A closing big-box store can be a blight or an opportunity for a community.
A problem has emerged in American cities and towns. Big-box retailers like Kmart and Borders have closed hundreds of stores. Aside from lost sales tax revenue and jobs, this leaves behind another problem: a large, concrete box that sits empty among acres of parking spots.
These big-box stores are typically 20,000 to 100,000 square feet, but they can also be much bigger. At the extreme end of the retail world, the Wal-Mart Super Center weighs in at 220,000 square feet. Despite its success, Wal-Mart commonly closes stores when it expands or when a particular store is underperforming. Although Wal-Mart has had some success in leasing its closed buildings to other chain retailers, some of these massive buildings end up sitting unoccupied.
Big-box closures have become so frequent that a Federal Reserve study gave the empty buildings a name: “ghost boxes.” The Fed reported that the number of these behemoths runs into the thousands nationwide, as Kmart, JC Penny, Sears, and numerous grocery store chains have shuttered their stores. Wal-Mart alone commonly has several hundred buildings for sale or lease.
‘Ghost Boxes’ and ‘Big-Box Blight’
These stores are often hard to fill with a large anchor store. Some retailers can’t afford to stock that much inventory and the buildings have to be thoroughly renovated at a high cost so that several smaller stores can occupy the building. The massive spaces sometime sits for years, often becoming magnets for crime and vandalism.
Ghost boxes have often led to what is known as “big-box blight.” The problem is pervasive and potentially damaging to neighborhoods. So much so, that Los Angeles passed an ordinance that required large retailers to include a plan to lease or reuse the building should it ever be closed. Other communities have made retailers sign agreements that guarantee that the big-box will be demolished if no other use can be found for it.
As with any empty commercial building, a “ghost box” presents an opportunity for a resurrection. One media report noted several success stories around the country. A former Walmart in Wisconsin Rapids, for example, was turned into a senior center with a new library, meeting rooms, and a walking track. A Walmart in McAllen, Texas, became the county’s largest public library. In Austin, Minnesota, developers have famously created a Spam Museum in a former Kmart that draws 100,000 visitors each year.
The building can take on an entirely new use. In Lee County, Florida, according to the Federal Reserve report, two Kmart stores were made over into elementary schools. The space was suitable for the district’s typical prototype and could also be converted in half the time it would have taken to build a new school from the ground up.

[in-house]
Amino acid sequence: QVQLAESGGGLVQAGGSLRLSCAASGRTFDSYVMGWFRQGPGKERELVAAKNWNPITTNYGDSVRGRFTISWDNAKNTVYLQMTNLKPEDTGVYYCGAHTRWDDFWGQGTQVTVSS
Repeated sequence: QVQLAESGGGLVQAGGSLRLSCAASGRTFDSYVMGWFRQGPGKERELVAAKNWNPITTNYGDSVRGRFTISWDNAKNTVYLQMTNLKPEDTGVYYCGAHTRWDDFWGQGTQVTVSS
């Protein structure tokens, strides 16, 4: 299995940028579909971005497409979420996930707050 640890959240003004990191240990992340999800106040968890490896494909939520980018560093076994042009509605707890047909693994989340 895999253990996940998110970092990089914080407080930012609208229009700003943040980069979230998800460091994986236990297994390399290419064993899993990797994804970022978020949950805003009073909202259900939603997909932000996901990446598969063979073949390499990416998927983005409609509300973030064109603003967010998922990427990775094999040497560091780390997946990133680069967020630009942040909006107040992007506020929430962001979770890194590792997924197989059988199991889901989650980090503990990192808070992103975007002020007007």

Big-Box Stores Can Be Resurrected
According to Forbes, a Sears subsidiary was tasked with making over some of the closed Sears and Kmart properties into data storage facilities. It also planned to mount cellular phone towers on many of the roofs of these buildings.
Empty big-boxes can also be leased or bought at reduced rates in many cases. When the chain bookseller Borders collapsed and closed all its stores, several of its former buildings were leased at lower rates, according to a 2012 Wall Street Journal report. That story referenced a Colliers survey of 205 closed Borders stores. At the time of the report, two thirds of the stores had been occupied and the new tenants were paying roughly 30 percent lower rents than Borders had paid.
More Big-Box Stores Are Likely to Close
The Federal Reserve believed that big-box retail stores were likely to continue closing buildings at alarming rates. Chains like Wal-Mart have had no qualms about closing stores and moving into new areas when they feel that a big-box will do better in the new location. Many American retailers have arguably overbuilt in the suburbs and the surrounding populations simply can’t support that much shopping, especially as Amazon and other online retailers continue to gain market share.
The phenomenon of the closing big-box store also brings cities back full circle. In a previous blog, we wrote about how downtowns and Main Streets suffered when most of the retail shifted to the suburbs, with their large malls and big-box outlets off the freeways. The downtowns are now recovering and some of the stores are fleeing the malls and big-box developments. These empty shells, however, do present developers with an opportunity. The good news is that these large, empty buildings can, and have, been made over into entirely new uses that serve their communities well.
If you are interested in exploring unique commercial real estate opportunities, you don’t have to go it alone. You can get a thorough analysis of the market with all the available options from a consultant whose community values align with your own. Contact DCG Real Estate today to learn more.